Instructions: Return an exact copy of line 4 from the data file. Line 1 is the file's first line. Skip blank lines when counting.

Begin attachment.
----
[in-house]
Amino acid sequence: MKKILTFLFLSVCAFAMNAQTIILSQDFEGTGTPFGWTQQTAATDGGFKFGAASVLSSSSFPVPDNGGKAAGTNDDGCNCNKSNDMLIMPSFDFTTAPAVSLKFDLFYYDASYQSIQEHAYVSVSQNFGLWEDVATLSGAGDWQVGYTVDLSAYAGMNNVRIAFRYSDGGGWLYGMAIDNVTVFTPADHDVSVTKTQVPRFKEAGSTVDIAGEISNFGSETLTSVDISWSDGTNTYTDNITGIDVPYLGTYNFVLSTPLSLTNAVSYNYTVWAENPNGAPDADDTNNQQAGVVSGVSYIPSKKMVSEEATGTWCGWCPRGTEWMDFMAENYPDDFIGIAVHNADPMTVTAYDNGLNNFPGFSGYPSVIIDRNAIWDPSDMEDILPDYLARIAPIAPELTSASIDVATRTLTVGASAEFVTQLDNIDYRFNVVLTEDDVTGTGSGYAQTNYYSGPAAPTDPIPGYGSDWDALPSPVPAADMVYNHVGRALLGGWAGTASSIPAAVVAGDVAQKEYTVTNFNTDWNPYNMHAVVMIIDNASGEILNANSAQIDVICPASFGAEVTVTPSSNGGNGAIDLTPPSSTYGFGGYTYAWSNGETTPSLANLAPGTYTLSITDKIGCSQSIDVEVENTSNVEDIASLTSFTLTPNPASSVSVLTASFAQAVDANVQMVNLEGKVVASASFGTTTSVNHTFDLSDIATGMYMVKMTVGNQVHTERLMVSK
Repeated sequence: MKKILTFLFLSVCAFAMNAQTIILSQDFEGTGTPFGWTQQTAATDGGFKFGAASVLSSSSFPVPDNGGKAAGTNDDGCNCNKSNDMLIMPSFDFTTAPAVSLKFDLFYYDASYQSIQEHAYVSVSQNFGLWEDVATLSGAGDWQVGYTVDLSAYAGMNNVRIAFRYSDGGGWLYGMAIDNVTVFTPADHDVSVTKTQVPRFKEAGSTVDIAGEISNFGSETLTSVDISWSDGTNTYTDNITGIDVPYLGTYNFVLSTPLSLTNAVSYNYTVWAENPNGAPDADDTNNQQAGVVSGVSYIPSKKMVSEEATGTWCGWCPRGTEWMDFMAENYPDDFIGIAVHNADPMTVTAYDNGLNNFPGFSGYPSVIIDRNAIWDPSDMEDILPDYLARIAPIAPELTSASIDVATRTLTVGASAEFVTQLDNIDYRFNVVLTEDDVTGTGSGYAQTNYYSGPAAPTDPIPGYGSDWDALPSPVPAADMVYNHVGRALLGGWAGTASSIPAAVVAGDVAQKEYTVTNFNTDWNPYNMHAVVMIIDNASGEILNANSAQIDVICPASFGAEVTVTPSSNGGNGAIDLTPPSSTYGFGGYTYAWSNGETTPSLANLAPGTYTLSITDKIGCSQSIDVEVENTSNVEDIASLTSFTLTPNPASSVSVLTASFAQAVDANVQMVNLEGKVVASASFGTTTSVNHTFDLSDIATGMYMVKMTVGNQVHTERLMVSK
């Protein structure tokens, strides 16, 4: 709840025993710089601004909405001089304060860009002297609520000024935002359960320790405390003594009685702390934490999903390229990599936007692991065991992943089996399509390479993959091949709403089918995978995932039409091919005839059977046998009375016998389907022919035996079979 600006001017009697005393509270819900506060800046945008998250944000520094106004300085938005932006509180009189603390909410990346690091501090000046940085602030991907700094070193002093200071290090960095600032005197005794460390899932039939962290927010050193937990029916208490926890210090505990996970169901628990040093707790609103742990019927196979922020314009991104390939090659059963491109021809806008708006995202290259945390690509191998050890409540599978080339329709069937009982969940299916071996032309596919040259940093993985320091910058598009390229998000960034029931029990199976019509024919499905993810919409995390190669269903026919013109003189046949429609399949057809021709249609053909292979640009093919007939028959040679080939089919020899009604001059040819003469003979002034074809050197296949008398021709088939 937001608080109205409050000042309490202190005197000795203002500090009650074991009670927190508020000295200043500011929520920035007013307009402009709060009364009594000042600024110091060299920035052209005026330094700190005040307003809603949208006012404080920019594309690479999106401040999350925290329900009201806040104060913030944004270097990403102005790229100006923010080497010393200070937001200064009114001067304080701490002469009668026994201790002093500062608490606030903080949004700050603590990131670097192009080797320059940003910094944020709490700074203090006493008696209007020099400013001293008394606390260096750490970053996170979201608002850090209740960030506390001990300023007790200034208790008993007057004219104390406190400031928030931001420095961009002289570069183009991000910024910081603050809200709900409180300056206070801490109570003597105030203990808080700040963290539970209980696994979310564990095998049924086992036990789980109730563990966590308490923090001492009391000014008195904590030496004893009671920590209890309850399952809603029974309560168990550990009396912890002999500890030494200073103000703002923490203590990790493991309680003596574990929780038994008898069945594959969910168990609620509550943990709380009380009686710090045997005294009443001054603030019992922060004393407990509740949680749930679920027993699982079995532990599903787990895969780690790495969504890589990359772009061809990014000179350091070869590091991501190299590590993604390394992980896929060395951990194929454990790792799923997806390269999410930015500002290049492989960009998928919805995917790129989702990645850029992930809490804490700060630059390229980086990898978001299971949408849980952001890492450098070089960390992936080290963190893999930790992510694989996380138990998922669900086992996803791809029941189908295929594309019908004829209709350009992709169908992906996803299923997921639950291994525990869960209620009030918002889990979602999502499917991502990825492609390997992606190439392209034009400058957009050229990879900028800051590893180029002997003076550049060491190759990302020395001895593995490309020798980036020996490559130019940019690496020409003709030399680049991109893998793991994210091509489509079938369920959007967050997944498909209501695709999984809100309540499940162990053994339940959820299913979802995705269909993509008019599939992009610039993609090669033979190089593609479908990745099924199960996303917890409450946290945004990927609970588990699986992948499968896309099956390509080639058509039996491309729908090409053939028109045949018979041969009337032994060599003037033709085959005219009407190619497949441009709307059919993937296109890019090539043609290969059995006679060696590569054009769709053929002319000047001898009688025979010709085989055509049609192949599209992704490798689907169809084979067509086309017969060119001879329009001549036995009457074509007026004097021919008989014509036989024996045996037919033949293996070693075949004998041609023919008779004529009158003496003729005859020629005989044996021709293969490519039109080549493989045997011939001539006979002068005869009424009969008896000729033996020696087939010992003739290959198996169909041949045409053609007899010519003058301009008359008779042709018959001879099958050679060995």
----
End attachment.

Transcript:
């Protein structure tokens, strides 16, 4: 709840025993710089601004909405001089304060860009002297609520000024935002359960320790405390003594009685702390934490999903390229990599936007692991065991992943089996399509390479993959091949709403089918995978995932039409091919005839059977046998009375016998389907022919035996079979 600006001017009697005393509270819900506060800046945008998250944000520094106004300085938005932006509180009189603390909410990346690091501090000046940085602030991907700094070193002093200071290090960095600032005197005794460390899932039939962290927010050193937990029916208490926890210090505990996970169901628990040093707790609103742990019927196979922020314009991104390939090659059963491109021809806008708006995202290259945390690509191998050890409540599978080339329709069937009982969940299916071996032309596919040259940093993985320091910058598009390229998000960034029931029990199976019509024919499905993810919409995390190669269903026919013109003189046949429609399949057809021709249609053909292979640009093919007939028959040679080939089919020899009604001059040819003469003979002034074809050197296949008398021709088939 937001608080109205409050000042309490202190005197000795203002500090009650074991009670927190508020000295200043500011929520920035007013307009402009709060009364009594000042600024110091060299920035052209005026330094700190005040307003809603949208006012404080920019594309690479999106401040999350925290329900009201806040104060913030944004270097990403102005790229100006923010080497010393200070937001200064009114001067304080701490002469009668026994201790002093500062608490606030903080949004700050603590990131670097192009080797320059940003910094944020709490700074203090006493008696209007020099400013001293008394606390260096750490970053996170979201608002850090209740960030506390001990300023007790200034208790008993007057004219104390406190400031928030931001420095961009002289570069183009991000910024910081603050809200709900409180300056206070801490109570003597105030203990808080700040963290539970209980696994979310564990095998049924086992036990789980109730563990966590308490923090001492009391000014008195904590030496004893009671920590209890309850399952809603029974309560168990550990009396912890002999500890030494200073103000703002923490203590990790493991309680003596574990929780038994008898069945594959969910168990609620509550943990709380009380009686710090045997005294009443001054603030019992922060004393407990509740949680749930679920027993699982079995532990599903787990895969780690790495969504890589990359772009061809990014000179350091070869590091991501190299590590993604390394992980896929060395951990194929454990790792799923997806390269999410930015500002290049492989960009998928919805995917790129989702990645850029992930809490804490700060630059390229980086990898978001299971949408849980952001890492450098070089960390992936080290963190893999930790992510694989996380138990998922669900086992996803791809029941189908295929594309019908004829209709350009992709169908992906996803299923997921639950291994525990869960209620009030918002889990979602999502499917991502990825492609390997992606190439392209034009400058957009050229990879900028800051590893180029002997003076550049060491190759990302020395001895593995490309020798980036020996490559130019940019690496020409003709030399680049991109893998793991994210091509489509079938369920959007967050997944498909209501695709999984809100309540499940162990053994339940959820299913979802995705269909993509008019599939992009610039993609090669033979190089593609479908990745099924199960996303917890409450946290945004990927609970588990699986992948499968896309099956390509080639058509039996491309729908090409053939028109045949018979041969009337032994060599003037033709085959005219009407190619497949441009709307059919993937296109890019090539043609290969059995006679060696590569054009769709053929002319000047001898009688025979010709085989055509049609192949599209992704490798689907169809084979067509086309017969060119001879329009001549036995009457074509007026004097021919008989014509036989024996045996037919033949293996070693075949004998041609023919008779004529009158003496003729005859020629005989044996021709293969490519039109080549493989045997011939001539006979002068005869009424009969008896000729033996020696087939010992003739290959198996169909041949045409053609007899010519003058301009008359008779042709018959001879099958050679060995």